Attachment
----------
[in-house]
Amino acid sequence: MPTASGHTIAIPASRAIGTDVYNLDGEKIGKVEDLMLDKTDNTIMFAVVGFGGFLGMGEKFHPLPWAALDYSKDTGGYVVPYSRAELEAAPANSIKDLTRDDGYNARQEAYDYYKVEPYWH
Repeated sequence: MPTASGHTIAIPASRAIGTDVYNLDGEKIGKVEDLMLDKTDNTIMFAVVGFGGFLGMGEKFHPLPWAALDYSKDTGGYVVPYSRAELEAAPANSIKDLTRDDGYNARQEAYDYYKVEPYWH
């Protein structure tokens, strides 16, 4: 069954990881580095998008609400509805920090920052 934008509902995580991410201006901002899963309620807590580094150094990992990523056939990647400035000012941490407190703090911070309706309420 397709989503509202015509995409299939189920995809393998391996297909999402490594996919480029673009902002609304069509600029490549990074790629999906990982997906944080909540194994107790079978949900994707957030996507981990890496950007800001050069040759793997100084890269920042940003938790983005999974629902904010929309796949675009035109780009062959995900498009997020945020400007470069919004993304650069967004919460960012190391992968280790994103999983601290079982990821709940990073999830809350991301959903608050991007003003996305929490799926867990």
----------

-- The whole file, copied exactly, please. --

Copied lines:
[in-house]
Amino acid sequence: MPTASGHTIAIPASRAIGTDVYNLDGEKIGKVEDLMLDKTDNTIMFAVVGFGGFLGMGEKFHPLPWAALDYSKDTGGYVVPYSRAELEAAPANSIKDLTRDDGYNARQEAYDYYKVEPYWH
Repeated sequence: MPTASGHTIAIPASRAIGTDVYNLDGEKIGKVEDLMLDKTDNTIMFAVVGFGGFLGMGEKFHPLPWAALDYSKDTGGYVVPYSRAELEAAPANSIKDLTRDDGYNARQEAYDYYKVEPYWH
């Protein structure tokens, strides 16, 4: 069954990881580095998008609400509805920090920052 934008509902995580991410201006901002899963309620807590580094150094990992990523056939990647400035000012941490407190703090911070309706309420 397709989503509202015509995409299939189920995809393998391996297909999402490594996919480029673009902002609304069509600029490549990074790629999906990982997906944080909540194994107790079978949900994707957030996507981990890496950007800001050069040759793997100084890269920042940003938790983005999974629902904010929309796949675009035109780009062959995900498009997020945020400007470069919004993304650069967004919460960012190391992968280790994103999983601290079982990821709940990073999830809350991301959903608050991007003003996305929490799926867990």